Loch Fleet in south-east Sutherland is a small estuary, but because the way a sandbank has developed at its mouth, strong tidal currents flow through the narrows at high and low tides. Fish shoals gather just offshore and, on 5 August, had attracted a large flock of Northern Gannets and seals.
At midday I arrived to try and photograph Arctic Skuas harassing Sandwich Terns when the tidal race was strong and fish shoals were moving into the loch with the fast-flowing water. On the water I noticed a small black duck which I did not recognise. I took one photograph before it drifted further up the loch.
Despite not knowing what species he'd encountered at the time, crucially, Donald obtained a photo so he could later make the ID (Donald Bremner).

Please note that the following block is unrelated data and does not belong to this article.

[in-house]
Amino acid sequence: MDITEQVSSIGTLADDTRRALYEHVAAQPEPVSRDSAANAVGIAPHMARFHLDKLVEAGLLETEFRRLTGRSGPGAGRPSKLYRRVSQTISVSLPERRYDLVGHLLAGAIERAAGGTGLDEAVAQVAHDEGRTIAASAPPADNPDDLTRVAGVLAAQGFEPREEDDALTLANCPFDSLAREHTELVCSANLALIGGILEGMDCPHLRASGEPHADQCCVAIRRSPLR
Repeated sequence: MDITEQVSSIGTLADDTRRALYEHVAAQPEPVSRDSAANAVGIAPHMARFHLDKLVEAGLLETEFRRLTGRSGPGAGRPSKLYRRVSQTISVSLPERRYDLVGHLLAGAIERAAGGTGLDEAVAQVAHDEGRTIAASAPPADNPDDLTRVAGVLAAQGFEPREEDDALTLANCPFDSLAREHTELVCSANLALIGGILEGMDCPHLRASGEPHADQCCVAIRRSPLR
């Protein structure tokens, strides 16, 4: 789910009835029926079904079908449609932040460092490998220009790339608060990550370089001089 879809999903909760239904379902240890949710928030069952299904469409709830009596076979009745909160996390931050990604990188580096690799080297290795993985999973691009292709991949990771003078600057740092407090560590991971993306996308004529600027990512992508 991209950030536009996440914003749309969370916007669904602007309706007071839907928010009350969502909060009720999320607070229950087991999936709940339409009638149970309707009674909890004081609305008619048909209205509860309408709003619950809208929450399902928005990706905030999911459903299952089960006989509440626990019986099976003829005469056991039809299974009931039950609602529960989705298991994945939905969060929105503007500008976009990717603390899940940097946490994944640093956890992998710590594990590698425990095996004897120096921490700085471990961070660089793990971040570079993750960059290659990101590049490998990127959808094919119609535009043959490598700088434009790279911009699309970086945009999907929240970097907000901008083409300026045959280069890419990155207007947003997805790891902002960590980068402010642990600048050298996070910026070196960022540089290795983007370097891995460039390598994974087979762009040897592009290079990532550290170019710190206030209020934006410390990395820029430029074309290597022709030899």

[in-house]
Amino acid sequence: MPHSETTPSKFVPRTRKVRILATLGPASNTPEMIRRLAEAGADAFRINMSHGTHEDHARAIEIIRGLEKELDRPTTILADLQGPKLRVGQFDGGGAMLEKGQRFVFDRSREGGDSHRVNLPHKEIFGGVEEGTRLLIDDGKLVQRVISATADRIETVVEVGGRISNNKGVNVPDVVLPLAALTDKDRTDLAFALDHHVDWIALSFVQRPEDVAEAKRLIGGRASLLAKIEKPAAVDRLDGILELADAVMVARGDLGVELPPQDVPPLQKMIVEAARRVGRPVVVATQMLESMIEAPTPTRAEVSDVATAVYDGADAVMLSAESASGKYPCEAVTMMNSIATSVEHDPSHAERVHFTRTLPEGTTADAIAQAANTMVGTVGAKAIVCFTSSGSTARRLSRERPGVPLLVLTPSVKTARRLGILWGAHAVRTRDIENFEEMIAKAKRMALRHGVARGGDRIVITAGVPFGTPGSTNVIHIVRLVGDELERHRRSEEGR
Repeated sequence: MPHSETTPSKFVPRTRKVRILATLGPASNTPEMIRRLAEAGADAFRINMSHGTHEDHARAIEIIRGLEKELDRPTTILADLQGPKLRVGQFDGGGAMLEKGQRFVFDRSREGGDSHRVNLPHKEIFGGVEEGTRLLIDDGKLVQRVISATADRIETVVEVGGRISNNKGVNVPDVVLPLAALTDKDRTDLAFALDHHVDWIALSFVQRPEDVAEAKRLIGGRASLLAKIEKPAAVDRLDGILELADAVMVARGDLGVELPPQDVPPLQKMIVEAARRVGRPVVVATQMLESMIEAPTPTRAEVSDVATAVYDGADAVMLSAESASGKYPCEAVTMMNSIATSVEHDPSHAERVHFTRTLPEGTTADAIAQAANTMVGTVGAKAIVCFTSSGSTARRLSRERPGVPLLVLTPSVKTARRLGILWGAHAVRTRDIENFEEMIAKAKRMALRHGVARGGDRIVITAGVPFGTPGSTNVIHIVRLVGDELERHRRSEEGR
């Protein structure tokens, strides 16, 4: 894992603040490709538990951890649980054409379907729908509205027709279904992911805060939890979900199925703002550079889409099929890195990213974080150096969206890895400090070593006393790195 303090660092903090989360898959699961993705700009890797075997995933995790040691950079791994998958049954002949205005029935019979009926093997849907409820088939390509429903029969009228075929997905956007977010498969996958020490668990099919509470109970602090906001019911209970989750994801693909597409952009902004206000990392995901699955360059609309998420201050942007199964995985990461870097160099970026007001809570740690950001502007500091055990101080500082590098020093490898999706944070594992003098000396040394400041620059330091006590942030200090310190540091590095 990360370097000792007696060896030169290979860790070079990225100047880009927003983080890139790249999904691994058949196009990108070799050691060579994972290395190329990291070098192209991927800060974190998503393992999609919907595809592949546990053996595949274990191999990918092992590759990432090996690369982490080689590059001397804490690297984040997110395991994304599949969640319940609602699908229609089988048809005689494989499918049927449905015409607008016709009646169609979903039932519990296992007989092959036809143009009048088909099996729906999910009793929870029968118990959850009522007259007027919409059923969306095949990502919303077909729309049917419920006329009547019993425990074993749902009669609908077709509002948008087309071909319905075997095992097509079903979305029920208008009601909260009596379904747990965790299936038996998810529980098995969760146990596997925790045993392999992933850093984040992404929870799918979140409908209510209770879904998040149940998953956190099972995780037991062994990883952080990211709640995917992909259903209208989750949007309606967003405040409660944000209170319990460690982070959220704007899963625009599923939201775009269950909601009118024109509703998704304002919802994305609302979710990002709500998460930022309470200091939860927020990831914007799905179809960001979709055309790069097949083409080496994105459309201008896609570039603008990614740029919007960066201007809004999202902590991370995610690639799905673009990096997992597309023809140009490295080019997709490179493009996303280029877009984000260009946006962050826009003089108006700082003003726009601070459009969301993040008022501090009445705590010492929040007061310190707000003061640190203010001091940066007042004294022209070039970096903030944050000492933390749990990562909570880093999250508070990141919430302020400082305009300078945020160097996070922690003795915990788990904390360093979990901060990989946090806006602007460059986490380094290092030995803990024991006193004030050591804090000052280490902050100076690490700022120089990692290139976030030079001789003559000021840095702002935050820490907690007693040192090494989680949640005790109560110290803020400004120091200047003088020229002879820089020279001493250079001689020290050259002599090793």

With no thought of Harlequin Duck I imagined it might be some strange eclipse plumage of a scoter species. However, when I looked at the computer at home there was no doubt of the identification – it was indeed a drake Harlequin Duck.
I returned as the tidal basin was emptying at approximately 6 pm, now armed with a camera, tripod and telescope. The duck was still there, loafing in a quiet bay with the appearance that it was going to move onto the shore. However, as is often the case on the shingle bank, a dog walker appeared and greeted me in a loud voice: "I have never seen so many seals." I could only smile and agree. Unfortunately, but predictably, the Harlequin Duck flew over to the other side of the loch and walked onto the gravel beach.
I didn't see it again, but it was reported the following afternoon – the final time it was seen. I sometimes cross paths with Sutherland's keenest birder, Dean MacAskill, a man with many good finds under his belt. Discovering the Harlequin Duck made me truly understand his enthusiasm for the hobby.
Bizarrely, this is now the third August record of Harlequin Duck in two years, despite the species never having been previously recorded in the month (Donald Bremner).